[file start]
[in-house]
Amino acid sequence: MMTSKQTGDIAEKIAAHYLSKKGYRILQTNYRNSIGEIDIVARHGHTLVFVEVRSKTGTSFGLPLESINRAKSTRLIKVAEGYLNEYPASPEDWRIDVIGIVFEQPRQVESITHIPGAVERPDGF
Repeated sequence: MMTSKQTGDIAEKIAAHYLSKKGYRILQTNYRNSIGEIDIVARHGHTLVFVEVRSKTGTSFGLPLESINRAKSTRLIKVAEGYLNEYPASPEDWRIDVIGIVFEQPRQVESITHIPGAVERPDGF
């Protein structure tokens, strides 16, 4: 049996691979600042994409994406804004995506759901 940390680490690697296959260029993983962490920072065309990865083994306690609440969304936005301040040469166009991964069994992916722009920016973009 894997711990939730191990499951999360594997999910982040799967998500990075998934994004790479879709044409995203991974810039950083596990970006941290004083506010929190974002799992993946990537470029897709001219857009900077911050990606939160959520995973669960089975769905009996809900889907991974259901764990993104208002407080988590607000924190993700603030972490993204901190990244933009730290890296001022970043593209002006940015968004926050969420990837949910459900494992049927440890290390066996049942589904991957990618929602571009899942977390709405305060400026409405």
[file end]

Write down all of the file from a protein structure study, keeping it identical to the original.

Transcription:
[in-house]
Amino acid sequence: MMTSKQTGDIAEKIAAHYLSKKGYRILQTNYRNSIGEIDIVARHGHTLVFVEVRSKTGTSFGLPLESINRAKSTRLIKVAEGYLNEYPASPEDWRIDVIGIVFEQPRQVESITHIPGAVERPDGF
Repeated sequence: MMTSKQTGDIAEKIAAHYLSKKGYRILQTNYRNSIGEIDIVARHGHTLVFVEVRSKTGTSFGLPLESINRAKSTRLIKVAEGYLNEYPASPEDWRIDVIGIVFEQPRQVESITHIPGAVERPDGF
């Protein structure tokens, strides 16, 4: 049996691979600042994409994406804004995506759901 940390680490690697296959260029993983962490920072065309990865083994306690609440969304936005301040040469166009991964069994992916722009920016973009 894997711990939730191990499951999360594997999910982040799967998500990075998934994004790479879709044409995203991974810039950083596990970006941290004083506010929190974002799992993946990537470029897709001219857009900077911050990606939160959520995973669960089975769905009996809900889907991974259901764990993104208002407080988590607000924190993700603030972490993204901190990244933009730290890296001022970043593209002006940015968004926050969420990837949910459900494992049927440890290390066996049942589904991957990618929602571009899942977390709405305060400026409405």